"Pence: North Korea 'provocation' shows the risk to military," by AP's Ken Thomas in Seoul: "Pence landed in South Korea at the start of a 10-day trip to Asia ... While Pence was aboard Air Force Two flying over the Bering Sea, a North Korean missile exploded during launch."
During a fellowship meal with military personnel after an Easter service, Pence said: "This morning's provocation from the North is just the latest reminder of the risks each one of you face every day in the defense of the freedom of the people of South Korea and the defense of America in this part of the world."
4. Trending in business: Favoring millennials
"Older Workers Challenge Firms' Aggressive Pursuit of the Young: In one class action against PricewaterhouseCoopers, two men say they were rejected because they lacked the youthful profile possessed by many PwC recruits," by Wall Street Journal's Jacob Gorshman:
"[F]avoritism toward millennials, the suit alleges, violates the federal Age Discrimination in Employment Act, or ADEA."
- The trigger: "[T]he percentage of new hires who are recent college graduates is up by more than 40% from a decade ago."
- A sad stat: "Unemployed workers between 45 and 54 have been unemployed for an average of 10 weeks longer than jobless Americans between 25 and 34."
- The legal backdrop: "[T]he idea that company recruitment efforts aimed at students and recent graduates can be unlawful is a controversial premise that no federal appeals court has ever endorsed."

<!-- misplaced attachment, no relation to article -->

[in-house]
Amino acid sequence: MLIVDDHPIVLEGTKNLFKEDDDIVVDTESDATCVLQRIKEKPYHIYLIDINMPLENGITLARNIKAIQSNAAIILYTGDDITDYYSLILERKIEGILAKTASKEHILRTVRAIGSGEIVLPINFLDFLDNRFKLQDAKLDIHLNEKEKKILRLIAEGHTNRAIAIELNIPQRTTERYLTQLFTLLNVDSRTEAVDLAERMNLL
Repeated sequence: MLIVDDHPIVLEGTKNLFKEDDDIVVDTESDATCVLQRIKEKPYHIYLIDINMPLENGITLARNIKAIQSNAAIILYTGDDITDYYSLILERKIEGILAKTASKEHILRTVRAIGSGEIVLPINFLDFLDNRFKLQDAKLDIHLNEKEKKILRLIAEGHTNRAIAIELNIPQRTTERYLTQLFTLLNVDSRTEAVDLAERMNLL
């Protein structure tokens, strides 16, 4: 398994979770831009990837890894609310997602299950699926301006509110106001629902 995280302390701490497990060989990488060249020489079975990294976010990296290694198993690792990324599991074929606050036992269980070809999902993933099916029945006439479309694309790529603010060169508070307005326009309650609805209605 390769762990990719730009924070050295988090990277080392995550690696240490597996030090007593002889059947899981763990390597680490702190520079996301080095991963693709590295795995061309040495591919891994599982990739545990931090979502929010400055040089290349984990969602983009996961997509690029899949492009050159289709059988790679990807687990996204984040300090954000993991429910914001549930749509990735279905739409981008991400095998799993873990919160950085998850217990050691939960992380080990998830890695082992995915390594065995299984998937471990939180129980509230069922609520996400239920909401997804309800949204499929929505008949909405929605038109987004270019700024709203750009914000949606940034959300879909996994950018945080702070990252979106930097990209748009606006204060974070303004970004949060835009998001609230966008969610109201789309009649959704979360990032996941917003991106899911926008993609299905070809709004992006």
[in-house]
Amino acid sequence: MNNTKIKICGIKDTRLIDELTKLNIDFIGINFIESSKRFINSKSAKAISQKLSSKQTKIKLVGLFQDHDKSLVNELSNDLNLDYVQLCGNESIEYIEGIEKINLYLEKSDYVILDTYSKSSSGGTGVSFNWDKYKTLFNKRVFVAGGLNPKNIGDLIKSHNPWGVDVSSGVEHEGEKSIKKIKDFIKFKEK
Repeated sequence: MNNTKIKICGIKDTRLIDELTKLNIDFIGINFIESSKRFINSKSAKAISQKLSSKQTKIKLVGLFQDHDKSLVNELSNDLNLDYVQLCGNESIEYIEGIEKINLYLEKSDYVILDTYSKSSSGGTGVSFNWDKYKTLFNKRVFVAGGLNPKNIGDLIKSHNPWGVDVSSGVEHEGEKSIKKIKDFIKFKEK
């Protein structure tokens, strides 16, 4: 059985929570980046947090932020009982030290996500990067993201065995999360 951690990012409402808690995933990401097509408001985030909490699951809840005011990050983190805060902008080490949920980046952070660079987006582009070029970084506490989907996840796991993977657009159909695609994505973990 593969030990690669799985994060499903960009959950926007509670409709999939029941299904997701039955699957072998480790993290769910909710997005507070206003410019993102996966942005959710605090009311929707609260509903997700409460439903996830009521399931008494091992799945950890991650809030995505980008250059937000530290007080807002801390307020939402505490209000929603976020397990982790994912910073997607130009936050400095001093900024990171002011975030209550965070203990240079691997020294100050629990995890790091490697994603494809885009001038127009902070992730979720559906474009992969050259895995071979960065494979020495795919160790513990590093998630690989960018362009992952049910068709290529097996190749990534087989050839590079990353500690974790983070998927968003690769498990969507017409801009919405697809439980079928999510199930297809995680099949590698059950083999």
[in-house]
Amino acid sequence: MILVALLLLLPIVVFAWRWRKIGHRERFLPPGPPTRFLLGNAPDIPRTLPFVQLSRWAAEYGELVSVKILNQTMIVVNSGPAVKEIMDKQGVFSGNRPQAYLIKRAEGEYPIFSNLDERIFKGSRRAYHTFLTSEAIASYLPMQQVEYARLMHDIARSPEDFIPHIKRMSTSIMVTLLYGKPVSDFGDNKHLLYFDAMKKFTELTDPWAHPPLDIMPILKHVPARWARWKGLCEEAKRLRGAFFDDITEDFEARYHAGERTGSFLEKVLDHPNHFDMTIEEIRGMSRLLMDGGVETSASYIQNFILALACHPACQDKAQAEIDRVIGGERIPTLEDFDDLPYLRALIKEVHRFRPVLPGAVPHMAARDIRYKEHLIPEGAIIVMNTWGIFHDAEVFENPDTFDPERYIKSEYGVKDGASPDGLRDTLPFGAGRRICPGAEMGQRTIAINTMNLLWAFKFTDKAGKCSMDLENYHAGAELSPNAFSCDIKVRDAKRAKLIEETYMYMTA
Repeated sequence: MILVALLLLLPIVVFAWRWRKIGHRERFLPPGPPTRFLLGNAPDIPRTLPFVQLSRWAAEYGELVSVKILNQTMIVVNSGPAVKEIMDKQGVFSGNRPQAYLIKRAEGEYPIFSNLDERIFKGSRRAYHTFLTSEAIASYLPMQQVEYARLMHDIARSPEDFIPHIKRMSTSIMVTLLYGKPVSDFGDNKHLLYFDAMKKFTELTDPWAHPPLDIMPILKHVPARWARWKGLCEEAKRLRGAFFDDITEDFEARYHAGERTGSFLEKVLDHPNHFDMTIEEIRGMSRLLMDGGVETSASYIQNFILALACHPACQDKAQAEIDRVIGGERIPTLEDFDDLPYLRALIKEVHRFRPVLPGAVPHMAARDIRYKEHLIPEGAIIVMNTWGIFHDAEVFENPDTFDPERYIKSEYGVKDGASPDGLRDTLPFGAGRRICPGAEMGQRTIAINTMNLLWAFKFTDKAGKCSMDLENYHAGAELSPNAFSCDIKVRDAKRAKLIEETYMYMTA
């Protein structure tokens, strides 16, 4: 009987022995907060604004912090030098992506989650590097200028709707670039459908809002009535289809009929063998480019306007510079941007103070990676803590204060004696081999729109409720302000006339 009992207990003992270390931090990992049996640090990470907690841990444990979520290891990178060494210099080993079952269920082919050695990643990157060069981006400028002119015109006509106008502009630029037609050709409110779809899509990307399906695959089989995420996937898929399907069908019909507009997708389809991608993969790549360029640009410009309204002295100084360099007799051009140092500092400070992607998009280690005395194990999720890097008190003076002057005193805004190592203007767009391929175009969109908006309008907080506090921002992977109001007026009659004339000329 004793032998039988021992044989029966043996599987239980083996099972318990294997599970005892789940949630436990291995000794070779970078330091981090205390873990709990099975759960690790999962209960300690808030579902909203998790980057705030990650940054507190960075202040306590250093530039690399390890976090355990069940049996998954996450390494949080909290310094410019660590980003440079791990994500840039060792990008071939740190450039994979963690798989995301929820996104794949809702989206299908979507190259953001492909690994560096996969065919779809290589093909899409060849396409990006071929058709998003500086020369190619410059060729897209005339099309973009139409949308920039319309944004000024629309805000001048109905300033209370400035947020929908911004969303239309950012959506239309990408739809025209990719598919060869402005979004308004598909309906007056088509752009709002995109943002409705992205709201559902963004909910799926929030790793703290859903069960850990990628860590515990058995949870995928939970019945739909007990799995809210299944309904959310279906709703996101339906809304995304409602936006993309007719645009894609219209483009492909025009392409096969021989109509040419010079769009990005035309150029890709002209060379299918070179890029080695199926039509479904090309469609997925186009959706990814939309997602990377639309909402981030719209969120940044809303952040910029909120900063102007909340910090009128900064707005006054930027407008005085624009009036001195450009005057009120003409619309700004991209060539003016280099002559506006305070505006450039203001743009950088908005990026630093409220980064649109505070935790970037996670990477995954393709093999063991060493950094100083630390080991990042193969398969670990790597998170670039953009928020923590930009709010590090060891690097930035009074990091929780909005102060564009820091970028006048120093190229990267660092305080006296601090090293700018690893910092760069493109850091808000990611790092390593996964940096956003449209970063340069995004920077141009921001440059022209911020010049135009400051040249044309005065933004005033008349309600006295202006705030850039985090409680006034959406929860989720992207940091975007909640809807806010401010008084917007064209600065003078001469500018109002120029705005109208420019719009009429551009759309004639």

- Why it matters: "Courts have looked at the question more closely in the aftermath of a recession that saw many seasoned workers lose their jobs and toil to find new ones. Advocates for older Americans say age discrimination in hiring is driven by a common misperception that younger workers are more productive, creative, trainable and cheaper."
5. 1 fun thing: "Elimination Night" on "SNL"
"A Bannon-Kushner Showdown and Spicer as the Easter Bunny on 'Saturday Night Live,'" by N.Y. Times' Dave Itzkoff:
Alec Baldwin returned to play President Trump in the show's cold open, working from the Oval Office with Vice President Mike Pence (played by the cast member Beck Bennett [who also plays Tapper]). ... Trump asked Mr. Pence to read from his list of accomplishments from his first 100 days ... Pence opened a folder, read a single item — "nominated Neil Gorsuch" — and closed the folder. ...
Baldwin lamented, "I'm so sad my presidency is finally coming to an end." Mr. Bennett, as Mr. Pence, corrected him, "No, sir, you still have over 1,300 days left." Mr. Baldwin said: "I don't know. Have you seen my tweets about North Korea? This could all be over by Monday." ...
Baldwin then summoned Mr. Bannon ... (depicted, as is "S.N.L." tradition, as the Grim Reaper), and Mr. Kushner ... (played by Mr. Fallon, who was attired as the real Mr. Kushner was on a recent visit to Iraq) to inform them that only one of them would be allowed to continue working with him. Against dramatic music and lighting that evoked ... "The Apprentice," Mr. Baldwin evaluated the two candidates.
YouTubes: Cold Open in Oval Office ... Easter Message from Sean Spicer